The conference it originated from is called Autreat and is held annually by ANI. This is an autism conference that accepts Autistics and Cousins (ACs)—that is, anyone diagnosed or otherwise self-identifying with any disorder autistic or similar that may share a number of autistic traits.

There was a need.  The need was met.  This is how we can safely assume most technology either emerges or becomes popular.

We also talked about something called Universal Design and the Curb-Cutter Effect.  The Curb-Cutter Effect is when something to fit a specific need is found to create convenience in a broader area than intended.  Curb cuts allowing for wheelchair accessibility to sidewalks proved to also be convenient to anyone who may have trouble with steps or even simply a mother with a baby stroller or maybe a child with a wagon.  This is a desirable outcome with disability rights advocacy as creating convenience for non-disabled people often makes the assistive technology easier to advocate for.

In this sense, these colored communication badges could serve that Curb-Cutter effect.  Not only would this be perfectly acceptable for non-disabled people to use for convenience, but would also help to increase their effectiveness and convenience for those of us who need them.  Here are a few examples:

  • Increased popularity makes the colored communication badges more easily recognizable to the general public, making them as effective outside the above-mentioned autism conferences as inside.
  • Increase in demand would create increase in supply and availability, likely making these available to pretty much anyone and even being included with, say, the name tags you are required to wear at most cons.
  • In addition to these helping people recognize the communication state of the wearer, the wearer will be able to recognize whom they can feel more comfortable to approach.
  • Increased popularity would make these badges more acceptable for public use and less alienating to those who would wear them frequently.

This is not something that we are completely incapable of surviving without; this is something that was convenient and made our lives a lot easier.  If that can be easily shared with the general public, then what purpose does it serve not to share it?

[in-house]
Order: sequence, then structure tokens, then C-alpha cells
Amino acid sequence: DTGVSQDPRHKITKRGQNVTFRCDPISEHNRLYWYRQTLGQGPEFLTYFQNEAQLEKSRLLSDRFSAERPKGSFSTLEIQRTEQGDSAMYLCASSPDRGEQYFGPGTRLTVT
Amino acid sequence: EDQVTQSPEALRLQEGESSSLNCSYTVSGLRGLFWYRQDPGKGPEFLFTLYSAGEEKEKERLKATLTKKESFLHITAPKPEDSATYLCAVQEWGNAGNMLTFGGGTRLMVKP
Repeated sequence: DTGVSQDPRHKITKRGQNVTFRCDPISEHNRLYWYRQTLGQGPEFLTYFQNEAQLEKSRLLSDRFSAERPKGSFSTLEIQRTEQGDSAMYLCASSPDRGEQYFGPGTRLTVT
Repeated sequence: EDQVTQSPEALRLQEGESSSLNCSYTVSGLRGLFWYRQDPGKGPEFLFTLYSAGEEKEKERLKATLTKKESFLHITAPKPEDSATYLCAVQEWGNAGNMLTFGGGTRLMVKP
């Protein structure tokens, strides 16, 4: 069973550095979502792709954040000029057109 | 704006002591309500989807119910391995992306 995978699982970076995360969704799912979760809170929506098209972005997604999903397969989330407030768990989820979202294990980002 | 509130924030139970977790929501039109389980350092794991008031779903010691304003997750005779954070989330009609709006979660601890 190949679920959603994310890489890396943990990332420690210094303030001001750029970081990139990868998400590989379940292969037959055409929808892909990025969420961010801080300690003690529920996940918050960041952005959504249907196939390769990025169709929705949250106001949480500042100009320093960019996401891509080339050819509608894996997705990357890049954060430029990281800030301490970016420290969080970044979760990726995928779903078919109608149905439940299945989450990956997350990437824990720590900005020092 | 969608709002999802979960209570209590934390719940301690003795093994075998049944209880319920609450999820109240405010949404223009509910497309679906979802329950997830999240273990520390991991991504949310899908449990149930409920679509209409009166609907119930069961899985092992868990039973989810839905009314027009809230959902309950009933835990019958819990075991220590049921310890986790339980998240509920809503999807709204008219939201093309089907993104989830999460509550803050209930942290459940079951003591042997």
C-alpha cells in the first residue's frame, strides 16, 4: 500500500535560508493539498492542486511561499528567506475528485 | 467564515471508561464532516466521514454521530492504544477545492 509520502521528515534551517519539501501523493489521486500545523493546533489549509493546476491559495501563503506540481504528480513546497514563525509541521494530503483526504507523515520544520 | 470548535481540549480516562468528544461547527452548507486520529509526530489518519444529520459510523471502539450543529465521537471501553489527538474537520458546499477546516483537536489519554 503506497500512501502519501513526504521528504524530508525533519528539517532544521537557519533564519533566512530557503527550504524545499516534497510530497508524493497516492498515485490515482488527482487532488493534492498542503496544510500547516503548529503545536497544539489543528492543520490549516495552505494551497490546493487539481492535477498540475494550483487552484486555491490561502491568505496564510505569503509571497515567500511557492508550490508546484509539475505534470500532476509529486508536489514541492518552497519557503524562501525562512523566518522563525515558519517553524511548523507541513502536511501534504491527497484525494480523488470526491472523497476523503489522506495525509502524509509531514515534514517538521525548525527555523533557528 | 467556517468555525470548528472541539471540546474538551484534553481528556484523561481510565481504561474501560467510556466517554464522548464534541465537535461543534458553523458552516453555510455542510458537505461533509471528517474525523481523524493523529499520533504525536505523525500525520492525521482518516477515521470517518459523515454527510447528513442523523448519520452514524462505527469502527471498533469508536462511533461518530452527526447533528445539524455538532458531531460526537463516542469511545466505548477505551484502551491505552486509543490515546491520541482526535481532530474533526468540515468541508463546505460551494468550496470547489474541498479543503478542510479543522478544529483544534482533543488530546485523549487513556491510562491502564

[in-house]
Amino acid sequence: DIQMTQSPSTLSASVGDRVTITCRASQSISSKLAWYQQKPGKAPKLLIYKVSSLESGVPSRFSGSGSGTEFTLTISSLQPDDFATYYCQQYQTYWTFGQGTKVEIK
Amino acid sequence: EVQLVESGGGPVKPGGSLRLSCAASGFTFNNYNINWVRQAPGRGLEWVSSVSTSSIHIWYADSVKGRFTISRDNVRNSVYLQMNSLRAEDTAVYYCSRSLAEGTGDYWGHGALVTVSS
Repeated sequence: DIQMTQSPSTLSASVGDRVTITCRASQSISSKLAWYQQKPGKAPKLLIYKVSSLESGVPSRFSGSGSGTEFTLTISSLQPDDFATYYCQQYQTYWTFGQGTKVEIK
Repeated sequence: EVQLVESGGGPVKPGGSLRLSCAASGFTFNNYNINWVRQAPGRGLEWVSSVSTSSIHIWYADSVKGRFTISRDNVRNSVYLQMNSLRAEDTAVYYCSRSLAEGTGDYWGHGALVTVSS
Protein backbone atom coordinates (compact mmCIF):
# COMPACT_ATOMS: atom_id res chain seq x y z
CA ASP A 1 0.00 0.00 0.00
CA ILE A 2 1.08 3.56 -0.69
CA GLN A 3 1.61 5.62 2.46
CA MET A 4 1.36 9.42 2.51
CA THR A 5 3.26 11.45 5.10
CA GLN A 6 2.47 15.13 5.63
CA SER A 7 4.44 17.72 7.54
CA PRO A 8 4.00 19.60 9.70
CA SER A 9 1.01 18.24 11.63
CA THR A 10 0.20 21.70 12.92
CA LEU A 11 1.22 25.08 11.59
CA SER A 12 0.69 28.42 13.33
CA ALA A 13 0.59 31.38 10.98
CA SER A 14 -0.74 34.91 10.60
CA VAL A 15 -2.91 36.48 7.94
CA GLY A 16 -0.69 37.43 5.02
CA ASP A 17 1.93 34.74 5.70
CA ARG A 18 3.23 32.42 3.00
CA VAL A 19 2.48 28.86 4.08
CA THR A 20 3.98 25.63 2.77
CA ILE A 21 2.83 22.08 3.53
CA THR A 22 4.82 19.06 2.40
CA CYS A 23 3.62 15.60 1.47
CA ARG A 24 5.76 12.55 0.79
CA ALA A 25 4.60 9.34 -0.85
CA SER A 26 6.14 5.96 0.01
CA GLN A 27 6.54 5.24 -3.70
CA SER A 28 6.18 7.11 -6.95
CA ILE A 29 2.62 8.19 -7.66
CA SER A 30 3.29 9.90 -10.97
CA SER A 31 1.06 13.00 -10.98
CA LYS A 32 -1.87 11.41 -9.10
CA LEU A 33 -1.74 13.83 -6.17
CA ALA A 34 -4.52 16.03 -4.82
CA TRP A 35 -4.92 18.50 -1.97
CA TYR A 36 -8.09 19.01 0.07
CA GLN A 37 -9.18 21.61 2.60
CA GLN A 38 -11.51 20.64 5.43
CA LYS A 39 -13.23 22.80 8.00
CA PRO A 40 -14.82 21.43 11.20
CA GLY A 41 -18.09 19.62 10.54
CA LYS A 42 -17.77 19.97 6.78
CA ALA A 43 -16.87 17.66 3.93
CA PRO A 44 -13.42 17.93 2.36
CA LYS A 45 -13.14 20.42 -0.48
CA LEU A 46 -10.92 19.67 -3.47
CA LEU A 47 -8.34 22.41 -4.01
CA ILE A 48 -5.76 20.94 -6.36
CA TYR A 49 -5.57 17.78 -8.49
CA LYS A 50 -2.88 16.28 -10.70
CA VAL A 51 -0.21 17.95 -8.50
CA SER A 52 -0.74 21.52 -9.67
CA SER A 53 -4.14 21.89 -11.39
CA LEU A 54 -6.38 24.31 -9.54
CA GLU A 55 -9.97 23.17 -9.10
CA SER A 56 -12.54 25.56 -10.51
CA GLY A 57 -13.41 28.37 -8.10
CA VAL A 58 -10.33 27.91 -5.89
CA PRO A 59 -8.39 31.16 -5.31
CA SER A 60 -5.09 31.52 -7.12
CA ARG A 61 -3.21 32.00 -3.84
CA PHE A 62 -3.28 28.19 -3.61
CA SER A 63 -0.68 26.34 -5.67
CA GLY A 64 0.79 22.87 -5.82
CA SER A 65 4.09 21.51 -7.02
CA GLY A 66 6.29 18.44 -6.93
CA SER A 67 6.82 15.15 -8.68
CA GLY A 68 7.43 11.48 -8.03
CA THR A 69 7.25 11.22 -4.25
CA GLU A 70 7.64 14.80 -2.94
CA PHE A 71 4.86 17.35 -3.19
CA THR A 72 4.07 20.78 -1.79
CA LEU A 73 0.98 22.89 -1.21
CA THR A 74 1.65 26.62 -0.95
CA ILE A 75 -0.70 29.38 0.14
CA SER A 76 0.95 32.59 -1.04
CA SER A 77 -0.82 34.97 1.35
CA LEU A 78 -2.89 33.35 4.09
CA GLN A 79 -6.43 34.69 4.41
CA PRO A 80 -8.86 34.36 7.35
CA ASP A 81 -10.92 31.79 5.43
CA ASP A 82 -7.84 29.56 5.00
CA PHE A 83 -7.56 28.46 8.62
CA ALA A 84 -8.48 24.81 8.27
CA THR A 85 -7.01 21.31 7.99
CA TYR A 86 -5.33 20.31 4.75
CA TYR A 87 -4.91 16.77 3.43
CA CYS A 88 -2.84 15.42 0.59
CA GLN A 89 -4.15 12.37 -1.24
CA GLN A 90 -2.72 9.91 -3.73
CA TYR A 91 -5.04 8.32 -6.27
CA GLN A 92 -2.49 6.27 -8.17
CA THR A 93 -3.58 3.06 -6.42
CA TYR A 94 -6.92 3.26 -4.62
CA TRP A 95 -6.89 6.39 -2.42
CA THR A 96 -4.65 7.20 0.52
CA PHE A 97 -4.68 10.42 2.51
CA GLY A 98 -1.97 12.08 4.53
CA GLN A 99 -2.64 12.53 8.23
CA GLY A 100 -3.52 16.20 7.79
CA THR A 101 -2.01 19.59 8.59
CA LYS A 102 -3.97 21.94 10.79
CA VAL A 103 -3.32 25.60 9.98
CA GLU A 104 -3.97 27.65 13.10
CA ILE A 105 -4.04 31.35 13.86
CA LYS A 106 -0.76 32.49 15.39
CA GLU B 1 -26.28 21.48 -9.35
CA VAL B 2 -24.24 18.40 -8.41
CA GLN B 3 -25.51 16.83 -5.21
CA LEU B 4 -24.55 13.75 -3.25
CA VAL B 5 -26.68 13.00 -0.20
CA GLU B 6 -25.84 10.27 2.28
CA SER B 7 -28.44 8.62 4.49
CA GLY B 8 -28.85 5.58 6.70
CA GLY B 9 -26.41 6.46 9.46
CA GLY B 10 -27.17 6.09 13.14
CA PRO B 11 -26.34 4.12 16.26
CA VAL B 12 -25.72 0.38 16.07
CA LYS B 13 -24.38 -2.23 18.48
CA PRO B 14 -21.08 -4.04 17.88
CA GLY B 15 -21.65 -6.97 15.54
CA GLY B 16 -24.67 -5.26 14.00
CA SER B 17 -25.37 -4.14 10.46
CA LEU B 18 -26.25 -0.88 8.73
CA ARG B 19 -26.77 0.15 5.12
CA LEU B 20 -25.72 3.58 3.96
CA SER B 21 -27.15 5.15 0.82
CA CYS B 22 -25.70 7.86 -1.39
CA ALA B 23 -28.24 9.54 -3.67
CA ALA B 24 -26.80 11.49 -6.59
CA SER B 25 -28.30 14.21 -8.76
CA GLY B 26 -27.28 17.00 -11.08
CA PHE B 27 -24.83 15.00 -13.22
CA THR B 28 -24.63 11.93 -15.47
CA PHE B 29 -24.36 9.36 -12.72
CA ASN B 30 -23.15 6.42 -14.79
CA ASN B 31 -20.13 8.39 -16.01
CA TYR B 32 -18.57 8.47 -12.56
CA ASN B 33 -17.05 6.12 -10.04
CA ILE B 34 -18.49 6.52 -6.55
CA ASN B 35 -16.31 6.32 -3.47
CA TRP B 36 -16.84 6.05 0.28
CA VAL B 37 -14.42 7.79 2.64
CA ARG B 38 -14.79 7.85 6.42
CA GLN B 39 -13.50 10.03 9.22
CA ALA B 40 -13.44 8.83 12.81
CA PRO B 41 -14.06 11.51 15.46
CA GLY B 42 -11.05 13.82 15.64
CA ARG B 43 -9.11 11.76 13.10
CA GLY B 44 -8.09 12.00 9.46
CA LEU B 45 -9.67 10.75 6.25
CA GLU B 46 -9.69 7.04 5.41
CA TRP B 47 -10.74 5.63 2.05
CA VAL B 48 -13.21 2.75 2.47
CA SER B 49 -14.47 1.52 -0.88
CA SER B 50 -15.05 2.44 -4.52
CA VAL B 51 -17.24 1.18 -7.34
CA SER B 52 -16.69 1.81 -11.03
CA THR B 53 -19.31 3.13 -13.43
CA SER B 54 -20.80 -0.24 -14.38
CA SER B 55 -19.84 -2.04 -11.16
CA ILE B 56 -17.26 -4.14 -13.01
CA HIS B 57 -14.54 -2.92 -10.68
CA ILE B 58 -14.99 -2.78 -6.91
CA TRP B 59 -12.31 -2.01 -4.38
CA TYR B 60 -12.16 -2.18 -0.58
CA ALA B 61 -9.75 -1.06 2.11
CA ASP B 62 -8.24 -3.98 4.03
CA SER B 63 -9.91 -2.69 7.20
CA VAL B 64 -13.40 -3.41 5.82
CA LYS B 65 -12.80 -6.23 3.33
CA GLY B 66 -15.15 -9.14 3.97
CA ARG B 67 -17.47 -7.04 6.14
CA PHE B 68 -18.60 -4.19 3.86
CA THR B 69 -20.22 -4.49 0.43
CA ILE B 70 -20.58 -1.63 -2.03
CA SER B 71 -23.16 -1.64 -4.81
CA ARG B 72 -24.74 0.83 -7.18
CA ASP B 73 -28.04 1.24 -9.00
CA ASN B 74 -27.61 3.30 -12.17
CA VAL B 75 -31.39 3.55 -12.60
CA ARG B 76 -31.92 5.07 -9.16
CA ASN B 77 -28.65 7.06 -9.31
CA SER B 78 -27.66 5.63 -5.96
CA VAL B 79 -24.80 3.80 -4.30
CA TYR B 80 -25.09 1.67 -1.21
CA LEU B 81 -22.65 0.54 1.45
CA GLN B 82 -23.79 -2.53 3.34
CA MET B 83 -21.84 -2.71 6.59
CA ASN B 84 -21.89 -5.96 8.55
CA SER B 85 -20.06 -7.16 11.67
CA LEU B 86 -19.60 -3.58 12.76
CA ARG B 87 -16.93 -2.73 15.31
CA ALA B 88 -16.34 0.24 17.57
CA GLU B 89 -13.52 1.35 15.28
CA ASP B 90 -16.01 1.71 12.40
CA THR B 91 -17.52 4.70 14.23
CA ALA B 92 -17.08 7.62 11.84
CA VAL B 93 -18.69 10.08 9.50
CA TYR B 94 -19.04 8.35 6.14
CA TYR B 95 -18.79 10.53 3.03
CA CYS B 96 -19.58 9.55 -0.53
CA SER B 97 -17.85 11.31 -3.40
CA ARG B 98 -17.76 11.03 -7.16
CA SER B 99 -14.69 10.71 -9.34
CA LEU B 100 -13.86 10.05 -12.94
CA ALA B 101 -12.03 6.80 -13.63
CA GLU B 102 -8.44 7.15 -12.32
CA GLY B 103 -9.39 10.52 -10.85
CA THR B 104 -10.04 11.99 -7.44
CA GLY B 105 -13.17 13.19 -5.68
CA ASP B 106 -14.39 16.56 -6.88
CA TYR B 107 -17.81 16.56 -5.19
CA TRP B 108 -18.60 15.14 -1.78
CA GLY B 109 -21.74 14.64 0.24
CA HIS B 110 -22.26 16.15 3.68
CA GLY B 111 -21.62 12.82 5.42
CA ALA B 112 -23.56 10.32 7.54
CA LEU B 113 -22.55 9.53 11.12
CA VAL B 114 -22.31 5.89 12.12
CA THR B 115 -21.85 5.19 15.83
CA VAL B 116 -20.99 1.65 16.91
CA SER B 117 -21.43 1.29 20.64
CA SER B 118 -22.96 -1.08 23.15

Thank you for reading.

I think I’ve left some good information in this response and it may be a good read for some of our followers.  Just a bit of history and a couple concepts in disability advocacy.

~Sam

Curb-cutter effect: I should use this term more often.

Ahhh, there’s even symbols, for the peeps with color-blindness!

Also: “curb-cutter effect.” I learn something new everyday! And the badge is super relevant to anime/gaming/comics convention spaces for its original intent, given that there tends to be a greater number of peeps on the spectrum there than in the general public, anyway.

I wish for convention spaces there was some way to use these without blocking the attendee badge (A built in side-panel, with slim versions of the cards? Or full sized cards behind the badge, which would itself be slimmer than the badge-carrier-plastic-thingy, so the communication info showed off to one side?), or suffering the same fate as that one - constantly freaking flipping around. Also a way to view it from behind would be epic (and serve as a subconscious reminder that you should probably also not, like, TOUCH people without warning…), but a tricky design problem. Badges are way easier to make en masse than shoulder-patches, and you couldn’t necessarily see the symbol on someone’s shoulder….hmmm.

Outside the box thinkers, deploy!

Random related note: A good number of security staffers prone to sensory overload took refuge in the Manga Cafe - a quiet library-like space - at KitsuneKon. If your con has something similar, and you need a breather, A+ Would Recommend. Check your handbooks.

A FURTHER PEE ESS: If you throw your dollahs at things like Autism Speaks in the name of awareness and support, I would highly HIGHLY suggest you check out the Autism Self Advocacy Network (ASAN) that Sam mentions instead. By autistics, for autistics, and none of the incredibly vile practices that AS gets its gross self up to.

A message from ASAN’s President: 

"Hi folks,
 
We’re so glad to see that this poster and the color communication badge system is getting so much circulation - the poster in question was actually from ASAN’s 2013 Annual Gala. If you’re interested in learning more about using the Color Communication Badges, you can find out more information here.
 
We actually would love to see these used more at general conferences, including by non-autistic people. The Color Communication Badge system is more effective the more people use it, and it is very much intended to be used as a “universal design” accommodation for all people, with and without disabilities. If any conferences would be interested in working with us to introduce the color communication badges to their events, please feel free to contact us at info@autisticadvocacy.org.
 
We’d love to hear from you.
 
Warm regards,
Ari Ne’eman
President
Autistic Self Advocacy Network”

(via fangirltothefullest)

the-orator:

I watched Brave for the second time recently and, while I was disappointed the first time I saw it in theaters, I liked it much better this time around and the story has really begun to grow on me and I’m starting fall in love with it.

You might notice me trying out new style and techniques based around some of my favorite artists for a while because I’m working on stretching the creative muscles and stepping out of my comfort zone. The design style in the piece was inspired by the amazing Shoomlah’s Toile designs
I was going to use a different secondary color, but gold seemed to be the only one that universally combined well with all the other colors :/ and I also decided to keep Merida’s hair red since its such a symbolic part of not only her character but the movie

(via snowballs-n-funtimes)